Norwich gets £1.7m cycling safety boost for roundabout improvements

A £750,000 safety scheme for Fiveways roundabout is one of two Norwich projects handed a government

A £750,000 safety scheme for Fiveways roundabout is one of two Norwich projects handed a government boost. Picture: Nick Butcher - Credit: Nick Butcher

Cycling in Norwich has been handed a £1.7m safety boost after the city was named as one of six places to share a multi-million pound pot of cash.

City councillors Mike Stonard, Kevin Maguire, Ed Coleshill, Ian Stutely, Marion Maxwell, Karen Davi

City councillors Mike Stonard, Kevin Maguire, Ed Coleshill, Ian Stutely, Marion Maxwell, Karen Davis and Jo Smith at the Fiveways roundabout in Norwich. Picture: Nick Butcher - Credit: Nick Butcher

The money, from the Department for Transport Cycle Ambitions City fund, is likely to be used to make improvements to Earlham Road and the Fiveways roundabout, pending the results of public consultation.

Just over £1m has been allocated to make improvements to the green pedalway, which stretches from Bowthorpe to Broadland Business Park.

It would go towards a £1.6m scheme which would see a number of changes to Earlham Road, including new cycle lanes, improved crossings, a 20mph speed limit on a section of the road and alterations made to the roundabout where the outer ring road meets the road.

The roundabout will be redesigned to make it safer for cyclists, particularly those going to and from Gypsy Lane.

A new cycle zebra crossing would be provided, while the existing pedestrian crossing will be upgraded to a toucan crossing.

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West Pottergate would be closed to traffic where it meets Heigham Road and Earlham Road.

In the five years up to September last year there were 38 crashes in the area covered by the scheme, of which 18 involved cyclists.

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Officers for Transport for Norwich, said: 'With 2,500 homes due to be built in the next few years needing to access the city centre along this section of the green pedalway, the numbers of cyclists are expected to increase considerably, which amplifies the need to redesign the highway to reduce their exposure to the risk of collisions.'

Consultation over that scheme will be held this summer, with a decision in September. Work would be done next year.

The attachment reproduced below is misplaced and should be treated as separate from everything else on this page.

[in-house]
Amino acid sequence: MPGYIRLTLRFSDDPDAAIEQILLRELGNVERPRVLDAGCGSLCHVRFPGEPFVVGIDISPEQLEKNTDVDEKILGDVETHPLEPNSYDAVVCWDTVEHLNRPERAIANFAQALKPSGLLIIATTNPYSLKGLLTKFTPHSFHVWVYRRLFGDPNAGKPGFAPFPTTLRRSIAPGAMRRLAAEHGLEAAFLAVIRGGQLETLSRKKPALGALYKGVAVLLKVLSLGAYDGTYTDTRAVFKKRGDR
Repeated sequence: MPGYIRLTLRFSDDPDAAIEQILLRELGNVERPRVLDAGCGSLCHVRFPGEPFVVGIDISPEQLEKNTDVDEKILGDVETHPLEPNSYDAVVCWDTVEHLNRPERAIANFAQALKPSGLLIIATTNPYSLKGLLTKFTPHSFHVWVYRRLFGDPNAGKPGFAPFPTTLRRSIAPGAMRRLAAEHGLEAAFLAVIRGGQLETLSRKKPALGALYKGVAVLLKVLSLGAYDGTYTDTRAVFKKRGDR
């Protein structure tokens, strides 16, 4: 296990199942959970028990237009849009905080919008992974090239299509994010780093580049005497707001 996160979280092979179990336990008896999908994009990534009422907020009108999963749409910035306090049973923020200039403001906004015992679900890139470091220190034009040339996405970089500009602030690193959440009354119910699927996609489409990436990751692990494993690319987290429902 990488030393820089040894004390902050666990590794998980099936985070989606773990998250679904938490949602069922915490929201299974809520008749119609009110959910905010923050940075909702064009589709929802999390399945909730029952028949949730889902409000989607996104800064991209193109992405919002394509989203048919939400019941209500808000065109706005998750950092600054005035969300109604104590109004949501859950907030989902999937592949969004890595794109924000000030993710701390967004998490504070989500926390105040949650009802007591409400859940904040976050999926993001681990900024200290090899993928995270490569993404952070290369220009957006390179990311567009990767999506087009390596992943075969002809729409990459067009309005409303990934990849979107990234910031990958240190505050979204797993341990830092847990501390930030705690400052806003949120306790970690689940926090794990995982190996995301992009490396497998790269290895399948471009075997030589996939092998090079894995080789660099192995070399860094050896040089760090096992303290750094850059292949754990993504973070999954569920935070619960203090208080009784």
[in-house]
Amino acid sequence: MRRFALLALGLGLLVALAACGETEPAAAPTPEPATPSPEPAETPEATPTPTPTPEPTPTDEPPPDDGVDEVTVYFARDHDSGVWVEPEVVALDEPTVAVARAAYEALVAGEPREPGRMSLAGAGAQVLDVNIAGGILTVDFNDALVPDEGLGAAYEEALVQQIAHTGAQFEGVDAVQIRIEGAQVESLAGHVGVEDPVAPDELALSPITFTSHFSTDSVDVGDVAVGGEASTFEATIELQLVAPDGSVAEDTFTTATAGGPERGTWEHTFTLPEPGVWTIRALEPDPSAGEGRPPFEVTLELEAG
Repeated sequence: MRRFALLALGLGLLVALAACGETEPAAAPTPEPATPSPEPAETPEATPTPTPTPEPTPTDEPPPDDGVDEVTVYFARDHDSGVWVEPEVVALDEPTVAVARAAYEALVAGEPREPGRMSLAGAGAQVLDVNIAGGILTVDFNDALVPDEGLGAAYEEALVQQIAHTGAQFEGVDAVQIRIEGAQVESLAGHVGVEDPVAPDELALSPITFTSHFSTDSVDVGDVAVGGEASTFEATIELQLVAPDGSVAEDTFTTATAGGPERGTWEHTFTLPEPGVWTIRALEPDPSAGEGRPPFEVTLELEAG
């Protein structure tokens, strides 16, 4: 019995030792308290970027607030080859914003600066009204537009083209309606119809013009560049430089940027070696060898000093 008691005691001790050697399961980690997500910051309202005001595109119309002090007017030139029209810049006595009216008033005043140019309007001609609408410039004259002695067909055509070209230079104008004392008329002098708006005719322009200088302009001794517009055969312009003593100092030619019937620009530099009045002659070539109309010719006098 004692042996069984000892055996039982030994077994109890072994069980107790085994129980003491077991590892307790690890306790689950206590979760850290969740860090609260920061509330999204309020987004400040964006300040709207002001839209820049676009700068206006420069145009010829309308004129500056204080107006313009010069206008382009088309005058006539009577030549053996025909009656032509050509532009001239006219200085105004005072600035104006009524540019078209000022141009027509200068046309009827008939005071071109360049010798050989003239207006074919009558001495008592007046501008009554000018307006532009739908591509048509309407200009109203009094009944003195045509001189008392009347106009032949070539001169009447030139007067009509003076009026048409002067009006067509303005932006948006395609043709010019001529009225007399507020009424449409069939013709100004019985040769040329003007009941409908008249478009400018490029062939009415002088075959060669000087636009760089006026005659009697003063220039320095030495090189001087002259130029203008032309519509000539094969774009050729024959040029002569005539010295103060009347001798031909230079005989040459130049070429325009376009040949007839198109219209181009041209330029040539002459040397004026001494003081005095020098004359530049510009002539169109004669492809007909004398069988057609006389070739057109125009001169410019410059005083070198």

And the government also awarded £685,000 towards a £750,000 safety scheme further along the road, at Fiveways roundabout,

That scheme, which includes new shared pathways for pedestrians and cyclists, would see the central island of the roundabout made larger, narrowing the lanes around it in an attempt to slow traffic.

There would also be traffic calming measures added to Gypsy Lane, along with a 20mph limit.

In the past five years, there were 13 accidents at the Fiveways, nine involving cyclists. Two cyclists were seriously hurt.

Consultation on that project is also due to start in the coming months.

If it goes ahead, the work would be done next year.

It is not yet clear how long construction on the two projects would take or what, if any, roads would close during the work.

Mike Stonard, Norwich City Council cabinet member for sustainable and inclusive growth, said: 'We're delighted that the government has recognised and rewarded our efforts to make our streets more cycle friendly. We're especially pleased that Norwich was the only cycle city to get funding for two schemes and to be awarded the most.

'Making sure Norwich has the full range of transport options to meet the needs of all road users is absolutely key to keeping our city vibrant and thriving.

'Investing in cycling benefits us all – not just the cyclists among us as but also the drivers and pedestrians who share the road.'

John Fisher, Norfolk County Council's chair of Norwich highways agency committee, said: 'It's great news that the city council has once again secured significant funding to improve our pedalways network. Cycling in Norwich has gone from strength to strength in recent years and we will continue to work in partnership through Transport for Norwich to build on the excellent progress we've made since DfT funding began in 2013.'

Cycling minister Jesse Norman said: 'I want us to become a nation of cyclists, and to make cycling a natural choice for people of all ages and backgrounds.

'While Britain has some of the safest roads in the world, we want to encourage still more people to take up cycling.

'We are determined to make cycling safer and easier across the country. This funding, as part of our overall cycling and walking strategy, will help local councils to make their roads safer for everyone.'

The other Cycle Ambition Cities which were awarded grants were Cambridge, Bristol, Birmingham, Leeds and Manchester.

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